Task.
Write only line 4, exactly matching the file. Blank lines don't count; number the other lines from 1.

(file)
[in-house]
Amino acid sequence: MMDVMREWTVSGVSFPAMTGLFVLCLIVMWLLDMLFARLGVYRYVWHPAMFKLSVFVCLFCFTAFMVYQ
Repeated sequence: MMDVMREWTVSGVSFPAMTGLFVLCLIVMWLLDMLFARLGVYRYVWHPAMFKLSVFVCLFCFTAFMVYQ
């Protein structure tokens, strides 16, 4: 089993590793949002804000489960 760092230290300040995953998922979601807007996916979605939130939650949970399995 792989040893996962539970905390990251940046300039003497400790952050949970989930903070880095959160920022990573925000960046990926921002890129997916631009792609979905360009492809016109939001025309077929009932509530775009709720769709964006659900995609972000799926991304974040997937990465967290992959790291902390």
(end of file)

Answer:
């Protein structure tokens, strides 16, 4: 089993590793949002804000489960 760092230290300040995953998922979601807007996916979605939130939650949970399995 792989040893996962539970905390990251940046300039003497400790952050949970989930903070880095959160920022990573925000960046990926921002890129997916631009792609979905360009492809016109939001025309077929009932509530775009709720769709964006659900995609972000799926991304974040997937990465967290992959790291902390």